Dennis Jones is a Jamaican-born international economist, who has lived most of the time in the UK and USA, and latterly in Guinea, west Africa. He moved back to the Caribbean in 2007. This blog contains his observations on life on this small eastern Caribbean island, as well as views on life and issues on a broader landscape, especially the Caribbean and Africa.







**You may contact me by e-mail at livinginbarbados[at]gmail[dot]com**

Wednesday, September 30, 2009

Immigration Policy Still A Patchwork Quilt

I have not made a secret of the fact that the way that the current DLP government in Barbados has 'managed' its immigration policy has not impressed me. One of my concerns was the apparent unevenness of its application. Well, I do not know if things are getting more even handed but I was interested to see today's report that one major entity has come under scrutiny for hiring illegal immigrants (see Nation report). The Crane resort is reported to now being more vigilant: they will conduct daily checks on all sub-contracted workers to ensure that they are legally documented to work in this country. The new policy came into immediate effect yesterday after 20 workers were reportedly rounded up, interviewed and removed from the hotel by the Immigration Department last Friday. The Crane cries 'innocence' in not having control over the actions of subcontractors.

Employers in Barbados, both large and small, as well as private individuals should be under the radar as much as illegal immigrants themselves.

It is interesting to see the sword that falls on the head of a politician in the US or UK if they are found to be the employer of an illegal immigrant. The most recent casualty of this is Baroness Scotland, who was fined £5,000 for employing an illegal immigrant. But she was spared too much ignominy: PM Gordon Brown has said he had decided to take no further action because Scotland had employed Loloahi Tapui, a housekeeper from Tonga, "in good faith" and had apologised "unreservedly". Opposition Tories demanded Scotland's immediate resignation, pointing out that she was being punished for breaking a law that she had helped steer through parliament. Baroness (Patricia) Scotland, who has Dominican-Antiguan roots, was the first black woman to be made a Queen's Council (in 1991), and is a top barrister. Ignorance of the law is no defence...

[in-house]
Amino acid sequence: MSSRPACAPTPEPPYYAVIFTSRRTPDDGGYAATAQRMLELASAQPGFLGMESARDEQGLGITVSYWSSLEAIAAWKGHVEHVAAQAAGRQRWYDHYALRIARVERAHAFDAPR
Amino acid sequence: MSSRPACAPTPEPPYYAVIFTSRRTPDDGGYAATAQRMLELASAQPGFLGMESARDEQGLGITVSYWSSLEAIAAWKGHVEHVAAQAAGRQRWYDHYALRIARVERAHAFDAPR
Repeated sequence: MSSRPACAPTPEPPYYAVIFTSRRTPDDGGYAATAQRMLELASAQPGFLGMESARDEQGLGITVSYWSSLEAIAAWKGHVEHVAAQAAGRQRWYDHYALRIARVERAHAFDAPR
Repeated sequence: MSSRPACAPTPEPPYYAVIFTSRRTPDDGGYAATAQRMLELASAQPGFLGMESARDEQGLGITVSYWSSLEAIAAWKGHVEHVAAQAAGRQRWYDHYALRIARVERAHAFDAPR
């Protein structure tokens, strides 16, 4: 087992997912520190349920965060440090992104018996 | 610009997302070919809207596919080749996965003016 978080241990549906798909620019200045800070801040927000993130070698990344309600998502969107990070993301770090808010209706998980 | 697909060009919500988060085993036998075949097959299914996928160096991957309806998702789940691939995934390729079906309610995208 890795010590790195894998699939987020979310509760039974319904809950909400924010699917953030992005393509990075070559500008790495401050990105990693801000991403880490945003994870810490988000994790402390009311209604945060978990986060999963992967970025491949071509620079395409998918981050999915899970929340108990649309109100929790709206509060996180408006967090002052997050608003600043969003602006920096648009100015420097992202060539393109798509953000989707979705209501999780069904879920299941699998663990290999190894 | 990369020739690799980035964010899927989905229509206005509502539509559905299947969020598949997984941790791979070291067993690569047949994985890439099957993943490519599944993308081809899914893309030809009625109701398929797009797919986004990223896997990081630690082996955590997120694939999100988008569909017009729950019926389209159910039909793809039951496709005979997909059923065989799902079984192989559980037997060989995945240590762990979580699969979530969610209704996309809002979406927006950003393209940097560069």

Now, we know how people operate. Are we to believe that no politician in our region or even in Barbados has not been similarly 'careless'? I hear a whistle coming on.


Sargeant said...

Speaking of immigration, how come you didn’t mention the Gov’ts stealth approach in implementing its fingerprint policy. This Gov’t is taking on some of the communication characteristics of the former Gov’t in only its second year in office. The minister said it wasn’t mandatory for visitors so be finger printed we will soon find out what mandatory means.

As for the Gov’t clamp down on the illegal immigrants working at the Crane, there are many lesser “Cranes” who are employing illegal immigrants. I’ve heard the story from both sides; a friend of mine who has employed illegal immigrants in his construction business told me that he employed them because he couldn’t depend on Bajans to come to work everyday. A Bajan construction worker told me that many employers prefer to hire illegal Guyanese etc. because they can pay them lower wages than the Bajan worker was prepared to accept. I think the truth lies somewhere in the middle.

The former PM also admitted to hiring illegal immigrants but I can’t remember hearing any cries for him to resign by the then opposition DLP. Perhaps this is so widespread that the DLP couldn’t reasonably call on him to step down when they may have been guilty of the same actions.

Living in Barbados said...


I'm travelling and will see how this new finger printing scheme is working as I return: lower relative wages and looser conditions of service are very important.

On the illegal/undocumented immigrants, the rationale for employing them has always been clear, but clearly the oversight has been poor.

I have not repeated the claim about the former PM, because what I read indicated that he had acknowledged employing Guyanese workers, not Bajans, on a housing project, not that they were illegal. If you can cite the source I would be glad to see it.

Sargeant said...

I can’t seem to locate my source so remove that allegation until I can prove otherwise

Dennis Jones said...


I think your disclaimer can suffice for the moment. You are not the first to make the allegation and I would argue that its repetition does not add to the 'harm' if it is indeed not correct.

Heaven said...

The finger printing policy is for those illegal immigrants who after being deported, return under a new passport and new name. If your fingerprints are on file you cannot hide. The US does it and every one complies because they want to travel there.

Dennis Jones said...


What I read in the Nation suggests that it applies to at least all arrivals, and that it is 'standard procedure', see http://www.nationnews.com/news/local/comments-on-Fingerprinting-copy-for-web. I will report what I experience later today.

Dennis Jones said...

Well, nothing much was happening at Grantley Adams this evening when the Caribbean Airways flight from Jamaica/Antigua landed. No finger printing. No H1N1 notification. But, Customs checks (often absent when those loaded planes from USS, Canada, and UK arrive; what are we to take from that?). Very nice attitude from every one though and perhaps it was after glow from US Air resuming and JetBlue commencing daily services to Barbados.